Portrait of a Novel: Henry James and The Making of an American Masterpiece

Another reason I read is to make best friends who[whom?] I’ll never meet. My latest is Henry James. From what I’ve read, he was entertaining company, kind and a friend to women. And if we were present friends,  there would be a moment that his gayness would become an understood fact between us [imagine the Jamesian internal monologue] and from then on, we would be at ease.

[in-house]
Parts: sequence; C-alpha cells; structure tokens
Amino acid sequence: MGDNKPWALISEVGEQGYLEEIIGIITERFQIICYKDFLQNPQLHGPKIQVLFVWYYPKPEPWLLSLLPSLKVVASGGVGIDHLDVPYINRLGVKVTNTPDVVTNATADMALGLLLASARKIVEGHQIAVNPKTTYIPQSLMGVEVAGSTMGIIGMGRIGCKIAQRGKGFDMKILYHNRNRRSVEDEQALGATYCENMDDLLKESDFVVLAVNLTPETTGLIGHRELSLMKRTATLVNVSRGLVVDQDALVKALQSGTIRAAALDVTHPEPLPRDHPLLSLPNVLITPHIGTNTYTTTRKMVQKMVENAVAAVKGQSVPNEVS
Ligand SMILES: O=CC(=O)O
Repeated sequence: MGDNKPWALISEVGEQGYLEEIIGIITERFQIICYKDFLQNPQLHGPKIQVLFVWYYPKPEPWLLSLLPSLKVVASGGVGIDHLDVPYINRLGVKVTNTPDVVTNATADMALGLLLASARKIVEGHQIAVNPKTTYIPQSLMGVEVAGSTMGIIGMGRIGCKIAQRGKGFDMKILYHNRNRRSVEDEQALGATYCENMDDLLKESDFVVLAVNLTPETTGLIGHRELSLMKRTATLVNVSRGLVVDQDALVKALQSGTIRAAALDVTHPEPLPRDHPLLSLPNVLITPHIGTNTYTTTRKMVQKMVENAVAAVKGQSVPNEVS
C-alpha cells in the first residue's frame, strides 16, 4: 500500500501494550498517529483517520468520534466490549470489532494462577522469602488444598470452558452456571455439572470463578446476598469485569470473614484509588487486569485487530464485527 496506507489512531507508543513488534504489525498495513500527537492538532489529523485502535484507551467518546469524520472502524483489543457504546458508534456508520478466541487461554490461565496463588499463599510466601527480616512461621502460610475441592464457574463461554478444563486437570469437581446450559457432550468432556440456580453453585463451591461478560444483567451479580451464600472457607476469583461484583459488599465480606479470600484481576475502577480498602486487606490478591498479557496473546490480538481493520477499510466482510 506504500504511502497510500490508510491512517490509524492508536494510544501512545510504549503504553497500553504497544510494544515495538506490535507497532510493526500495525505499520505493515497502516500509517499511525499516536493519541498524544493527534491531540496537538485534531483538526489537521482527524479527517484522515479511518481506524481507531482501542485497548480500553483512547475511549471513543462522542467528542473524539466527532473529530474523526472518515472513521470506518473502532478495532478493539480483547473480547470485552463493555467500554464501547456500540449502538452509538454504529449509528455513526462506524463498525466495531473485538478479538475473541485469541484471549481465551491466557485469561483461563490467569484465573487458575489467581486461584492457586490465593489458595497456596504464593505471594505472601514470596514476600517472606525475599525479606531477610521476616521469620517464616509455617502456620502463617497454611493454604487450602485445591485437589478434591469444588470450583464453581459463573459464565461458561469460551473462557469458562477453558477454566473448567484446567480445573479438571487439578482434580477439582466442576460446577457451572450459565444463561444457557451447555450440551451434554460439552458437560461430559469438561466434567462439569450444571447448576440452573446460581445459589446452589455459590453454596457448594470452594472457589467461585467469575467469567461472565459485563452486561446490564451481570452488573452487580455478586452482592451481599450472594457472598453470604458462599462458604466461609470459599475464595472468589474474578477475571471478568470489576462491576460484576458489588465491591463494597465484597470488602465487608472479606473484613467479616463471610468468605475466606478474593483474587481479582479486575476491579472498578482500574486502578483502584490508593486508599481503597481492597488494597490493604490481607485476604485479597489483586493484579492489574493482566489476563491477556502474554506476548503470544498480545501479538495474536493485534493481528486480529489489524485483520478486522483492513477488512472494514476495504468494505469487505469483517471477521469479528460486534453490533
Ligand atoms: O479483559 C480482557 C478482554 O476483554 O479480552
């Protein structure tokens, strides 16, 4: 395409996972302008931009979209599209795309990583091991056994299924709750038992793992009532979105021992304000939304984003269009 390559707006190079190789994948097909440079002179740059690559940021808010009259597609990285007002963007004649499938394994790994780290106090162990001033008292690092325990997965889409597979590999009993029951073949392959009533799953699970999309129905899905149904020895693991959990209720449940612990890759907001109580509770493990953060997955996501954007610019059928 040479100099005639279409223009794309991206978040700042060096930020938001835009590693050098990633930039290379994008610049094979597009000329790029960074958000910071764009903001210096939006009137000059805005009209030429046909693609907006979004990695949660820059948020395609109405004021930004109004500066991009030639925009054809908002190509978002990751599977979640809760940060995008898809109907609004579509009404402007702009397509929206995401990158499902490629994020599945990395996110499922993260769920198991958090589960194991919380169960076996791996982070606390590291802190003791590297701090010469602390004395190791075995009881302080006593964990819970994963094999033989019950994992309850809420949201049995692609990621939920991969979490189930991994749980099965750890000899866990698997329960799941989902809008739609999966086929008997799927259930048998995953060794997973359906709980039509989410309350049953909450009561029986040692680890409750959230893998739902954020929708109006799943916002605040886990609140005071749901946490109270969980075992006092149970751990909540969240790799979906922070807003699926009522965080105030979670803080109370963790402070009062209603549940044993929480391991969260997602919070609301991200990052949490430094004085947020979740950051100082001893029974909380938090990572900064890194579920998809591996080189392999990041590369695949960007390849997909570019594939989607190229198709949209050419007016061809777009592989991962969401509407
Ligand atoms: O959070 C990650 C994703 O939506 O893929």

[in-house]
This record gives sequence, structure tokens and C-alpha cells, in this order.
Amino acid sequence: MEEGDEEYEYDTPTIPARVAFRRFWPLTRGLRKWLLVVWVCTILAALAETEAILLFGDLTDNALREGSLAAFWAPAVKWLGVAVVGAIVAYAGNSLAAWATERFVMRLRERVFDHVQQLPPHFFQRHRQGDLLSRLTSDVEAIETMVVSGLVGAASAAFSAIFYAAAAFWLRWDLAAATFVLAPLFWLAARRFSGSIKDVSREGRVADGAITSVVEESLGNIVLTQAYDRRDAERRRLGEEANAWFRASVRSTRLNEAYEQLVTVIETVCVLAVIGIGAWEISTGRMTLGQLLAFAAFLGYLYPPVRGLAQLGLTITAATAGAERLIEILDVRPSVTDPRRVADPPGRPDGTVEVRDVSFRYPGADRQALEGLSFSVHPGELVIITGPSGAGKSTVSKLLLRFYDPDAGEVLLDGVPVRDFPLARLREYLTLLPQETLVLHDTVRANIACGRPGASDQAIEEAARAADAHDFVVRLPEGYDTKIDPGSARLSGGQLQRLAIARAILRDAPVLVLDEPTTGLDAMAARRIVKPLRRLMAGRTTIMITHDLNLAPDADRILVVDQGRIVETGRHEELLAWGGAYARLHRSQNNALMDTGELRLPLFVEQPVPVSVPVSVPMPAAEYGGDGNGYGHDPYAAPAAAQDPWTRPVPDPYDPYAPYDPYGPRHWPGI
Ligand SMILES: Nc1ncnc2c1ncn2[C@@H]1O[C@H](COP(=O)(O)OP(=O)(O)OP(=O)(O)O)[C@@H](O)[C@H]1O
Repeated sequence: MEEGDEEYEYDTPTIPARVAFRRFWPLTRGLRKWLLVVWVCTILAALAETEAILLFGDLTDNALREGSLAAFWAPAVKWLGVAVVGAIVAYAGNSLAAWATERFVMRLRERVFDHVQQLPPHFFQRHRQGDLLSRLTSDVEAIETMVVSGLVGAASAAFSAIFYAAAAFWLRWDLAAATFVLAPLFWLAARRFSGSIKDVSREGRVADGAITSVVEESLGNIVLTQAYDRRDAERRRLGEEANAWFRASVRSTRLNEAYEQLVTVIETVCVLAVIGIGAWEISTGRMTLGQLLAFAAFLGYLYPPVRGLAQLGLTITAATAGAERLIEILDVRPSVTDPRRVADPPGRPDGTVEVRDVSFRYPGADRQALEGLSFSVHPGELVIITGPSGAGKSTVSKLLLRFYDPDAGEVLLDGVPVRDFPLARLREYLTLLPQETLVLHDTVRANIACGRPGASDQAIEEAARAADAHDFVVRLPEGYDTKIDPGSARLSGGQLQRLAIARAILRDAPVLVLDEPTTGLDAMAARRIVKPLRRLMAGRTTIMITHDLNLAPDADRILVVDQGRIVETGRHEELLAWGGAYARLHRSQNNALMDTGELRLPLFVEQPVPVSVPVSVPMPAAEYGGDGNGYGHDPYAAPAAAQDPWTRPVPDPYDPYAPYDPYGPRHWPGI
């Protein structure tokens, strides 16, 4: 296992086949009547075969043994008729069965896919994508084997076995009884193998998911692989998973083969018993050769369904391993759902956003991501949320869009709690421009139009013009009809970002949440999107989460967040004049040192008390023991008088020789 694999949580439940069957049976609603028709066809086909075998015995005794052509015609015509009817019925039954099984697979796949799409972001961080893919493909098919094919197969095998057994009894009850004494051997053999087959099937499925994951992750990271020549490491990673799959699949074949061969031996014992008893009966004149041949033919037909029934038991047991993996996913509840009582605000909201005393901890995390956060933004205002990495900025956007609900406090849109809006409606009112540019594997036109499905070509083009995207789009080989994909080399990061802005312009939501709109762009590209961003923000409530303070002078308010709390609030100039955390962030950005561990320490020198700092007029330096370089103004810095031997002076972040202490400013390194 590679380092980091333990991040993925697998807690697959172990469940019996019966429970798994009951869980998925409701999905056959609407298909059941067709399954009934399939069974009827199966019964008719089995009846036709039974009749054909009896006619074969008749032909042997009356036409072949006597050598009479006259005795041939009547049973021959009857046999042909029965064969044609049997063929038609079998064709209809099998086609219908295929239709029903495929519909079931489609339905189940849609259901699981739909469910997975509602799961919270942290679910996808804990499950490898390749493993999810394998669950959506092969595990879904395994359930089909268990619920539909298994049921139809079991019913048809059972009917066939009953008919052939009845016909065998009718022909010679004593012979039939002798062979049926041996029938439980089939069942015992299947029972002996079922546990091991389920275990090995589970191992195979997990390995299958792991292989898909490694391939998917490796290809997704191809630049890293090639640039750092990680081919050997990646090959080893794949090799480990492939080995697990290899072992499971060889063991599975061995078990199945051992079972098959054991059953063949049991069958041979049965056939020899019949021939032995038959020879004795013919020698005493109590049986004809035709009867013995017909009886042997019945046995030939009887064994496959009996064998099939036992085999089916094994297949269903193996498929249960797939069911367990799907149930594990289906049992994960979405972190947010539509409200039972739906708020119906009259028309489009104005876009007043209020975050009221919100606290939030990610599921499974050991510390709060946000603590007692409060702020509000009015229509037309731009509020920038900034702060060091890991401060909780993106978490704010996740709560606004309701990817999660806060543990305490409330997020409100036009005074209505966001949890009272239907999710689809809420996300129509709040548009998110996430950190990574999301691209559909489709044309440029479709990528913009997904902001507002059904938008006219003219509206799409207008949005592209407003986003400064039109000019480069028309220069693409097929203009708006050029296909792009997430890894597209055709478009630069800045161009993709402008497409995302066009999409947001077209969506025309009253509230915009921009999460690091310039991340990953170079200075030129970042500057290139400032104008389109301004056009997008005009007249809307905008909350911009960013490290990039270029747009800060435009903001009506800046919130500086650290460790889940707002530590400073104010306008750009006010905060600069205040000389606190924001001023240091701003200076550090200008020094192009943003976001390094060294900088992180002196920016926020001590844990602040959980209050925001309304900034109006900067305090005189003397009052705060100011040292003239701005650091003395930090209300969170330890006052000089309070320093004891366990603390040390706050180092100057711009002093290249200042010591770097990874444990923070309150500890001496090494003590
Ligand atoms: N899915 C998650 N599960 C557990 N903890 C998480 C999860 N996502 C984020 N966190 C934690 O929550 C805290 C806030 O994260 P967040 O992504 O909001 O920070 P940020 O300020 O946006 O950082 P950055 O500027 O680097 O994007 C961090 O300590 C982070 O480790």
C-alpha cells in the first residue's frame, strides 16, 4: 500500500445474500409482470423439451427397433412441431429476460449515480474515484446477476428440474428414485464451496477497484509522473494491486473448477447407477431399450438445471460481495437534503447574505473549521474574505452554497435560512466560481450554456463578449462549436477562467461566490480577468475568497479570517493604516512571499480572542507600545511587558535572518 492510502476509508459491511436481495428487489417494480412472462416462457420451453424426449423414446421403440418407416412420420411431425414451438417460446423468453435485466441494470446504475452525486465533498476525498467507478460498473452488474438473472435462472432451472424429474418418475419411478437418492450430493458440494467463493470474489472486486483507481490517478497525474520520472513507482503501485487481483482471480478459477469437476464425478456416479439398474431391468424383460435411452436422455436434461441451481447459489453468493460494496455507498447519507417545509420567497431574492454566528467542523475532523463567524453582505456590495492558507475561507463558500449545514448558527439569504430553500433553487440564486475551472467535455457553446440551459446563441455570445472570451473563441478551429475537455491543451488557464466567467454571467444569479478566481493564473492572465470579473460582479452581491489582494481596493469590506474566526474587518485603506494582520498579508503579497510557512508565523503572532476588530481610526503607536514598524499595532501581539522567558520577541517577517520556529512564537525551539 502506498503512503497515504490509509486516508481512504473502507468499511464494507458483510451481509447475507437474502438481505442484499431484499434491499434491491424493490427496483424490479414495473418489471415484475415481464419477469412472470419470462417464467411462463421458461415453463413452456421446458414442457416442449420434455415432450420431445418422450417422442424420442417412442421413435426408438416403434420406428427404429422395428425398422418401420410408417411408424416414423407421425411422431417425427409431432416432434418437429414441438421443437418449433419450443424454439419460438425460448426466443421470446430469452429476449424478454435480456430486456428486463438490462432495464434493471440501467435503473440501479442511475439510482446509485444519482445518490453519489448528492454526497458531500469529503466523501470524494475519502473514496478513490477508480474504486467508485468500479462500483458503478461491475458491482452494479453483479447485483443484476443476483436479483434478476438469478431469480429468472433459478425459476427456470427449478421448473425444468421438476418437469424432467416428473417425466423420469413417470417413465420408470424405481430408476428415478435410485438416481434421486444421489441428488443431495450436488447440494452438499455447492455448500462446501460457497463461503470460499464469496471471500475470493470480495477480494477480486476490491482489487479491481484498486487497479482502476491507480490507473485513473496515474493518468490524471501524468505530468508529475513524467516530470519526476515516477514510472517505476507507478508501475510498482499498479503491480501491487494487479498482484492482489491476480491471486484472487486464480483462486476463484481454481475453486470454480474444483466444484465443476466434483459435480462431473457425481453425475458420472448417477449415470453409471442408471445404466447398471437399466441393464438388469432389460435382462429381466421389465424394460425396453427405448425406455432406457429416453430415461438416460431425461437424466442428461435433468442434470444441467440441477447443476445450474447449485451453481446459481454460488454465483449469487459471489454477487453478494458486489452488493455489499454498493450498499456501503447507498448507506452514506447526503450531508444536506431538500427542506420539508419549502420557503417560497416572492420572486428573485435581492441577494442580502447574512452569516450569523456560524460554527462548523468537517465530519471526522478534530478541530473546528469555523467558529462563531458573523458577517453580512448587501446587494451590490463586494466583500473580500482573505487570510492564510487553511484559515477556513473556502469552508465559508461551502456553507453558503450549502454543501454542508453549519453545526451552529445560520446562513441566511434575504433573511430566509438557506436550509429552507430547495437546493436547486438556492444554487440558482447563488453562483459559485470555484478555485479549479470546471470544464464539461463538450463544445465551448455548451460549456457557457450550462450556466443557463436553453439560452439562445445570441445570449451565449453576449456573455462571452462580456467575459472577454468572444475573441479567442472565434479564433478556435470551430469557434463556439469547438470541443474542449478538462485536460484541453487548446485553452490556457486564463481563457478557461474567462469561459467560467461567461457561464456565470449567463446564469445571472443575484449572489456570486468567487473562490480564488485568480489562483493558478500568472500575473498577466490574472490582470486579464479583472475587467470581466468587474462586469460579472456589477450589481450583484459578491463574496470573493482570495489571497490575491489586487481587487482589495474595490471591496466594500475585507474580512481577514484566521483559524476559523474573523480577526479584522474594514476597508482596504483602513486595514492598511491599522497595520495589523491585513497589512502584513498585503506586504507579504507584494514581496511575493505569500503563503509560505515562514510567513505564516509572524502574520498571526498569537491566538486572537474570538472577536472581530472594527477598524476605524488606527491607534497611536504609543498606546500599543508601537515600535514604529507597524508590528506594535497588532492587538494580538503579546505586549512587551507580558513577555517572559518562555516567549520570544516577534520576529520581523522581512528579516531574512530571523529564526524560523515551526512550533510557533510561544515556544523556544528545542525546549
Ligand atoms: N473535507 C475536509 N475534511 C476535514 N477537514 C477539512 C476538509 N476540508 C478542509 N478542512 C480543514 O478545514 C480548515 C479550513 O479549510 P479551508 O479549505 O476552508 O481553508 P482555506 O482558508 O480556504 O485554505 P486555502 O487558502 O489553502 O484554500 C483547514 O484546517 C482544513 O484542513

In Gorra’s words, his book is “not a biography as such, and it offers the tale not of a life but of a work.”  The perceptive reviewer [me as such] disagrees; this book describes the creation of Portrait but is also a biography of James and Isabel Archer and a history of literary life in Europe  from 1870 to the end of the century. All these facets are cleverly interwoven; the only facet that didn’t work for me is the tourism sections [see the House where Henry James revised Portrait of A Lady].  But thanks to Michael Gorra, I now understand that Portrait of a Lady is about sex, the desire and the fear. How could I have missed this theme in college? Too subtle for my ideas about sex at the time?

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